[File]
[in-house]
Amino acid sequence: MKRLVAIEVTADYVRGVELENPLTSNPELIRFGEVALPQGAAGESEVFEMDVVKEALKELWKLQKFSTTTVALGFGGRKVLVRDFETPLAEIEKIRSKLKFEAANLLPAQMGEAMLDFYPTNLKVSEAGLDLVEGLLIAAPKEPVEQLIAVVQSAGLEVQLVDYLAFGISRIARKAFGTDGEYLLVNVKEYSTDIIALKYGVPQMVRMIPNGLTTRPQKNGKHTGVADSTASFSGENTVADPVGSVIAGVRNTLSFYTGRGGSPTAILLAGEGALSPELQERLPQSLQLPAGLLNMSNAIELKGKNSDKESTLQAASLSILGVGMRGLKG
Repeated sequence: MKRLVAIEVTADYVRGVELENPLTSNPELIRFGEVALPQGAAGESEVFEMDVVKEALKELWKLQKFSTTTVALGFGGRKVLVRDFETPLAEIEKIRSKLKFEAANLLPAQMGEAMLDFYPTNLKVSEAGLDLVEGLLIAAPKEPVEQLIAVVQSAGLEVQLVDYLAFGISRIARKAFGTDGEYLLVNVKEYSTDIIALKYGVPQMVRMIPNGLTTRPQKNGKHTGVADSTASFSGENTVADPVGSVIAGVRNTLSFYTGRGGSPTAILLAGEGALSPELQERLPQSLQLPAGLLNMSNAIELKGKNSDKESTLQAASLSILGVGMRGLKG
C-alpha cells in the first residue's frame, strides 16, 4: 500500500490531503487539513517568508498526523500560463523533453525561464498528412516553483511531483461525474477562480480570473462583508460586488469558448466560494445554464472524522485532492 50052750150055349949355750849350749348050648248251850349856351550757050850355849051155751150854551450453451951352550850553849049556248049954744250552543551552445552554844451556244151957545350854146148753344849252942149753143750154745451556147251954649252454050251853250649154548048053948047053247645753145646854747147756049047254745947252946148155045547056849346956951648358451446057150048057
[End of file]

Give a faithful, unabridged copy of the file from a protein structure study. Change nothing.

[in-house]
Amino acid sequence: MKRLVAIEVTADYVRGVELENPLTSNPELIRFGEVALPQGAAGESEVFEMDVVKEALKELWKLQKFSTTTVALGFGGRKVLVRDFETPLAEIEKIRSKLKFEAANLLPAQMGEAMLDFYPTNLKVSEAGLDLVEGLLIAAPKEPVEQLIAVVQSAGLEVQLVDYLAFGISRIARKAFGTDGEYLLVNVKEYSTDIIALKYGVPQMVRMIPNGLTTRPQKNGKHTGVADSTASFSGENTVADPVGSVIAGVRNTLSFYTGRGGSPTAILLAGEGALSPELQERLPQSLQLPAGLLNMSNAIELKGKNSDKESTLQAASLSILGVGMRGLKG
Repeated sequence: MKRLVAIEVTADYVRGVELENPLTSNPELIRFGEVALPQGAAGESEVFEMDVVKEALKELWKLQKFSTTTVALGFGGRKVLVRDFETPLAEIEKIRSKLKFEAANLLPAQMGEAMLDFYPTNLKVSEAGLDLVEGLLIAAPKEPVEQLIAVVQSAGLEVQLVDYLAFGISRIARKAFGTDGEYLLVNVKEYSTDIIALKYGVPQMVRMIPNGLTTRPQKNGKHTGVADSTASFSGENTVADPVGSVIAGVRNTLSFYTGRGGSPTAILLAGEGALSPELQERLPQSLQLPAGLLNMSNAIELKGKNSDKESTLQAASLSILGVGMRGLKG
C-alpha cells in the first residue's frame, strides 16, 4: 500500500490531503487539513517568508498526523500560463523533453525561464498528412516553483511531483461525474477562480480570473462583508460586488469558448466560494445554464472524522485532492 50052750150055349949355750849350749348050648248251850349856351550757050850355849051155751150854551450453451951352550850553849049556248049954744250552543551552445552554844451556244151957545350854146148753344849252942149753143750154745451556147251954649252454050251853250649154548048053948047053247645753145646854747147756049047254745947252946148155045547056849346956951648358451446057150048057